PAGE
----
Rural health care systems also provide jobs, boost economy

Posted: Aug. 25, 2011 10:46 am Updated: Oct. 15, 2014 10:15 am


To The Herald-Whig:

President Barack Obama concluded his three-day Midwest bus tour last week at a town hall meeting in Alpha, Ill., and his swing through America's rural communities shed light on the specific challenges faced by the nation's rural states and regions.

Focusing on the intersection between high quality, accessible health care and important key health sector jobs is essential when assessing the financial stability of nursing home care for rural Illinois' seniors. The strength of rural Illinois' jobs and economic base is directly related to adequate Medicare and Medicaid funding for our frail elderly.

Future cuts to Medicare and Medicaid from the newly empowered Congressional "Super Committee" will negatively affect rural seniors' future ability to access quality nursing home care and will undoubtedly undermine America's rural jobs base since Medicare and Medicaid are more than just vital health programs, but key rural economic drivers.

The fragility of Illinois' Medicaid program is apparent in the differential between the actual cost of providing quality care and what Medicaid actually reimburses Illinois facilities, which is $21.95 per patient day, according to a recent Eljay study released by the American Health Care Association (AHCA).

While quality patient care is at stake in the broad national discussion, jobs and the very well-being of our frontline caregiver community are also at stake. Second only to hospitals as the state and nation's largest health facility employer, Illinois' skilled nursing and rehab facilities generate a substantial $10.72 billion in state economic activity annually, help create 120,991 local jobs and directly employ 79,458 workers.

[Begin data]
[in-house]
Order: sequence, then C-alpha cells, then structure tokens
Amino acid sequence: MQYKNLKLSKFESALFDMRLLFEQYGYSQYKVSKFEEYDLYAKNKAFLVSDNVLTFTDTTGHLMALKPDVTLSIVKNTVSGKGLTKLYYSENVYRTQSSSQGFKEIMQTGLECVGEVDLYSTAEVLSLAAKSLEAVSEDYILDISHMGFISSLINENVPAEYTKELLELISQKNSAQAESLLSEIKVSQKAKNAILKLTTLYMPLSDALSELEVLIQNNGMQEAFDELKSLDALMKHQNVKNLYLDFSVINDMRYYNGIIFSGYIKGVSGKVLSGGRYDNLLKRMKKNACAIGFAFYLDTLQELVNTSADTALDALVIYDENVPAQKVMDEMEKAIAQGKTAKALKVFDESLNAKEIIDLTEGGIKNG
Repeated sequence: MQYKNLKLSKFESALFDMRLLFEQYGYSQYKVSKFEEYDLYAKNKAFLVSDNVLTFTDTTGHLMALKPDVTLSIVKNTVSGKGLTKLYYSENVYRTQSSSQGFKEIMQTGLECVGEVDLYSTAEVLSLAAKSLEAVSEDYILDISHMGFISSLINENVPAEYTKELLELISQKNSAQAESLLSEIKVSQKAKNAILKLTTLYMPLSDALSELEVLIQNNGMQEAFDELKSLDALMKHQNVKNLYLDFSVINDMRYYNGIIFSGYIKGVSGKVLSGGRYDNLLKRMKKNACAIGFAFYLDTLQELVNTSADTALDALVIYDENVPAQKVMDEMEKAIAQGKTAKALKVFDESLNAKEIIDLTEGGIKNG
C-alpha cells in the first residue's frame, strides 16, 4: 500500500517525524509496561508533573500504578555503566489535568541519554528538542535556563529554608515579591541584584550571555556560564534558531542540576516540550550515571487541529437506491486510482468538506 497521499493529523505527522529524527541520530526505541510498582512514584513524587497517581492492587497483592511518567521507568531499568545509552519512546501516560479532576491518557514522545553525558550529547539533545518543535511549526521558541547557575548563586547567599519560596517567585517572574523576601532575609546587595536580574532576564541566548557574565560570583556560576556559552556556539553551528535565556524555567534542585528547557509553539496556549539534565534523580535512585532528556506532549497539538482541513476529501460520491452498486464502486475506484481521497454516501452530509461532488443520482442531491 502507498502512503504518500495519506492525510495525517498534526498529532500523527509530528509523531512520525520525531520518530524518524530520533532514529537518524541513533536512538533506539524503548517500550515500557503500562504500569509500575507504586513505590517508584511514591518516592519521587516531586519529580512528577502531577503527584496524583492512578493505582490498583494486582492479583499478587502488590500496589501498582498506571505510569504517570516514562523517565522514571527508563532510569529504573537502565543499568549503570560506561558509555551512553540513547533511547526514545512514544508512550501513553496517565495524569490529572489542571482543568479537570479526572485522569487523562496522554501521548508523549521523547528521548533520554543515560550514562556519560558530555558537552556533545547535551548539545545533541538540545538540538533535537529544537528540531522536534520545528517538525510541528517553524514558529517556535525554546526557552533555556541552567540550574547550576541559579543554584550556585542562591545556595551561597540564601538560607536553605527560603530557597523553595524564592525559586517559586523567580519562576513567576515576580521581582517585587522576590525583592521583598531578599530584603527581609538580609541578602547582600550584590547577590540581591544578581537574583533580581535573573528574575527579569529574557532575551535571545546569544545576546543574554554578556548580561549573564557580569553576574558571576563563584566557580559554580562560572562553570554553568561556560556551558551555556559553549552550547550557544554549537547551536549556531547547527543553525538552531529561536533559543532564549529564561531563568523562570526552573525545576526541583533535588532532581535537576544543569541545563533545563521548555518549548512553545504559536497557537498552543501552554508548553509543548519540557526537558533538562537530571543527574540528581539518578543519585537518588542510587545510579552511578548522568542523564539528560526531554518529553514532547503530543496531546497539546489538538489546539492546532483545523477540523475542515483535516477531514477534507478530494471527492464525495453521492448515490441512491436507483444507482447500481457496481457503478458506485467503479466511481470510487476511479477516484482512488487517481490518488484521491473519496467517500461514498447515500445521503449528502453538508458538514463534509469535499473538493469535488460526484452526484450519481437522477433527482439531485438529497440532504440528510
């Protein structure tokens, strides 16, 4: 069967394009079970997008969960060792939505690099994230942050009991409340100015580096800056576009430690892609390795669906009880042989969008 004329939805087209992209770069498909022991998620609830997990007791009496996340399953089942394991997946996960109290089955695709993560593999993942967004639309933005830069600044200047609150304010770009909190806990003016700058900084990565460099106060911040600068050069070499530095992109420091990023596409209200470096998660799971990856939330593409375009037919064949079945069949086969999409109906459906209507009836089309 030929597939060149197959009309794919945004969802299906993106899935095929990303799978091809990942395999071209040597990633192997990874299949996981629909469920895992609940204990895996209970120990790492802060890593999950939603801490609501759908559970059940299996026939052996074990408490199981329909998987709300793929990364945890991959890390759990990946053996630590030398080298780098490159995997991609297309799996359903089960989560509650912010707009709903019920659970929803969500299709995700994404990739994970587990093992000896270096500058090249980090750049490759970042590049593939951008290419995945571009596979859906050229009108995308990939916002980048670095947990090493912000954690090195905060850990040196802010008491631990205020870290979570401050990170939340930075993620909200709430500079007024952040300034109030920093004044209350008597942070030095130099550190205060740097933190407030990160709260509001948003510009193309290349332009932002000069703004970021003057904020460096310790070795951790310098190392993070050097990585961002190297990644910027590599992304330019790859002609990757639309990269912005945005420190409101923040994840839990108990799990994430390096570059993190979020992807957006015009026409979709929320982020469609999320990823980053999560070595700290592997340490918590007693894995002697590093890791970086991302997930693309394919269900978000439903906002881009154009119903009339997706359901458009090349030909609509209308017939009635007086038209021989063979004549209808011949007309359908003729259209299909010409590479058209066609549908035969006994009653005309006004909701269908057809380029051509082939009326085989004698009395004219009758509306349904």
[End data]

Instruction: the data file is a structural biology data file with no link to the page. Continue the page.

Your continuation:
Nursing homes throughout the state are a major local employer of key frontline care staff. Strong Medicaid and Medicare funding are needed to maintain ongoing quality improvement programs now benefitting Illinois seniors.

Our most vulnerable frail, elderly and disabled patients deserve the best care, and we will do whatever we can do to help ensure this is always the case. We respectfully urge Washington policymakers to do the same.


Theresa Forsey, CNA,

Certified Physical Restorative Aide,

Barry, Ill.


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